The new 2021 America Eagle coins will be introduced around the middle of 2021, meaning that there will be two American Eagle designs dates for 2021 – the old design and the new. That means the 2021 date will be collectible for both the old and new design, with limited mintages for both old and new transitional designs.

Partial-year mintages, or first and last year mintages, are always popular, potentially adding to the premium over spot prices.  In addition, due to Covid-19 exposure risk, the Mint’s sales centers continue to be closed “until further notice,” and the Mint’s production facilities have also been sporadically closed since last March, so there have been some delays in sales and production this year, but sales have still remained brisk.

In September, the U.S. Mint sold 22,000 ounces of American Eagle Gold coins, up 300% from 5,500 oz. last September. American Eagle Silver coin sales in September were up 190% from last September, with 2,958,000 ounces sold in 2020 vs. 1,021,000 sold last September. Through nine months, American Eagle Gold sales were up 400% (637,500 ounces vs. 127,500 in 2019) and silver sales are up 59% in 2020.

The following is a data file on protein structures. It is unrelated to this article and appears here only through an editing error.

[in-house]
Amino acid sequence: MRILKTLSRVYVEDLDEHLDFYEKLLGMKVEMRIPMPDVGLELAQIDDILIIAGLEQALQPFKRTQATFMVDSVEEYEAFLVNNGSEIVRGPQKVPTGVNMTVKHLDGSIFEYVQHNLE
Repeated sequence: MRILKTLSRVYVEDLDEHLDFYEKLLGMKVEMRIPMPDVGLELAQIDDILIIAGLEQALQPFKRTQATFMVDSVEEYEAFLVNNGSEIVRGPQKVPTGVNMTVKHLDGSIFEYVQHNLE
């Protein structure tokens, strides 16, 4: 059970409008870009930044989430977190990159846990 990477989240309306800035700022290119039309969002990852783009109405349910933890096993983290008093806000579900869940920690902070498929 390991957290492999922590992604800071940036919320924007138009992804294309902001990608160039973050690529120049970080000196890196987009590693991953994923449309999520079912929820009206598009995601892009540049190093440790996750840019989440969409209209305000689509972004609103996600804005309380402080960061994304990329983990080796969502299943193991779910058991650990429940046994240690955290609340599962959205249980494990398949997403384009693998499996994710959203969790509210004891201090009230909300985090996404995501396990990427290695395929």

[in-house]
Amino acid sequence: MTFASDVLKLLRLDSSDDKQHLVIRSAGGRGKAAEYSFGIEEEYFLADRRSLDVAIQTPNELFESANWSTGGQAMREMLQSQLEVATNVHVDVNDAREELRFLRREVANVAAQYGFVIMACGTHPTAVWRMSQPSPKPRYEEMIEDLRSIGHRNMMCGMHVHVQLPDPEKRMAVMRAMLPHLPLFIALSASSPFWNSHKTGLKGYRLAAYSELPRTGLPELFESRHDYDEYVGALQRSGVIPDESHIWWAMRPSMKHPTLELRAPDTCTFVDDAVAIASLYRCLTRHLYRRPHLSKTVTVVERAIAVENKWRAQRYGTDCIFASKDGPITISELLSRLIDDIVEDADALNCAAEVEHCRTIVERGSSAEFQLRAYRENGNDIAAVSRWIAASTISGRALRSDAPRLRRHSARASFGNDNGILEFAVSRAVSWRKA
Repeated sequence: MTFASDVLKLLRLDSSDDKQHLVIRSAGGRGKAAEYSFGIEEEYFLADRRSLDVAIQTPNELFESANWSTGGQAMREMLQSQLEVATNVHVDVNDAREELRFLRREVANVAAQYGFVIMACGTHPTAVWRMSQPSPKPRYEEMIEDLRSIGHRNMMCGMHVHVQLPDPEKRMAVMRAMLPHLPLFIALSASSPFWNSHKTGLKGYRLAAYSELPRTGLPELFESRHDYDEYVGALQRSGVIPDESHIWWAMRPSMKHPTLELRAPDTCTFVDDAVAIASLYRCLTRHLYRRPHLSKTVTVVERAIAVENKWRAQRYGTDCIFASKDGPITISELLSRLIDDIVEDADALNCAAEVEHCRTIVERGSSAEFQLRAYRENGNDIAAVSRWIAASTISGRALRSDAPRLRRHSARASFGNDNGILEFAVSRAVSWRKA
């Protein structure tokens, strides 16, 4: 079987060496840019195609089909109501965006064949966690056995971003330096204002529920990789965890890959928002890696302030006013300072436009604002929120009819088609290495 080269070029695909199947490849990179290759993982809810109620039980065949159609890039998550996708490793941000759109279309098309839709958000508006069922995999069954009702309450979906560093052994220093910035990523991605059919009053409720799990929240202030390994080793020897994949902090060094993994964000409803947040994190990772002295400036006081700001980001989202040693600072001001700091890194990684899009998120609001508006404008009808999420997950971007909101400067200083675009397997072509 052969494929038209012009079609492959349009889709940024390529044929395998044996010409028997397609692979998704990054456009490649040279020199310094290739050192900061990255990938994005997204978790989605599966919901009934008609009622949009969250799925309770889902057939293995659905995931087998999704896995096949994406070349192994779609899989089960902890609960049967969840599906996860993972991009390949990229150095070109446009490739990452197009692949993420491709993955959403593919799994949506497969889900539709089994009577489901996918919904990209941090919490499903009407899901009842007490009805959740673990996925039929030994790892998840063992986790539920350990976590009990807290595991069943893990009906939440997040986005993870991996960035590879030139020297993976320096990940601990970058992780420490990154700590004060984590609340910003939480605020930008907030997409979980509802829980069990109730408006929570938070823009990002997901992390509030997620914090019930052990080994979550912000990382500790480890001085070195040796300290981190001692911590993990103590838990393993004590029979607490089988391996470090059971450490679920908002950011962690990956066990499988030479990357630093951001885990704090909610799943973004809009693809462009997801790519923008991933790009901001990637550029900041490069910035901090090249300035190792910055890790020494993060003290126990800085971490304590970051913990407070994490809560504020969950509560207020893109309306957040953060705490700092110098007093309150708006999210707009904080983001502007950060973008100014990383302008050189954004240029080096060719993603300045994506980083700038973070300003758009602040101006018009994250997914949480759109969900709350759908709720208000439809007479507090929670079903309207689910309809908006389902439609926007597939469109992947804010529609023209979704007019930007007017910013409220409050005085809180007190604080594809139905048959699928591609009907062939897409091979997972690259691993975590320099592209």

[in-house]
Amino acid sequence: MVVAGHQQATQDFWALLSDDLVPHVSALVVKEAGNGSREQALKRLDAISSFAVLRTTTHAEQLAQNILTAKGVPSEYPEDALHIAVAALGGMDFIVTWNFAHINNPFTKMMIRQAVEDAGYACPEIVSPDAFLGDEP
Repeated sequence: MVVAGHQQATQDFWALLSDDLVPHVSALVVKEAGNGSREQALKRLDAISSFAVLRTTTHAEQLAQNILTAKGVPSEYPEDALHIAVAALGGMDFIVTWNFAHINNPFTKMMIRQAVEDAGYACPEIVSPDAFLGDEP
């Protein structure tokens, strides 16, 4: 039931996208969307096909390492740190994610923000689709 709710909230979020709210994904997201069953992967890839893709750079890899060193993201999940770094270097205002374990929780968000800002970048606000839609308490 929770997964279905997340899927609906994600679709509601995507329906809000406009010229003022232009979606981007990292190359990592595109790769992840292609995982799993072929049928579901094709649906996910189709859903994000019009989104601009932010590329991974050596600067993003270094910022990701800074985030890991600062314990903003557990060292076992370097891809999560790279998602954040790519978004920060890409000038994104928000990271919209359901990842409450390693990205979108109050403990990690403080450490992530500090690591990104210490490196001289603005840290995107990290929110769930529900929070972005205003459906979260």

Zero-Interest Rates Until 2023 Comprise Gold’s Long-Term “Insurance Policy”

Gold doesn’t need inflation to soar, just so long as gold delivers a “real” positive return – a positive gain after inflation, especially in comparison to prevailing short-term interest rates.  With the Federal Reserve now promising to keep interest rates at or near zero through 2023, investors can accumulate gold with confidence that it will deliver real returns for at least the next three years, and likely much longer, due to the huge infusion of new fiat currency and federal deficit spending this year and for many years to come.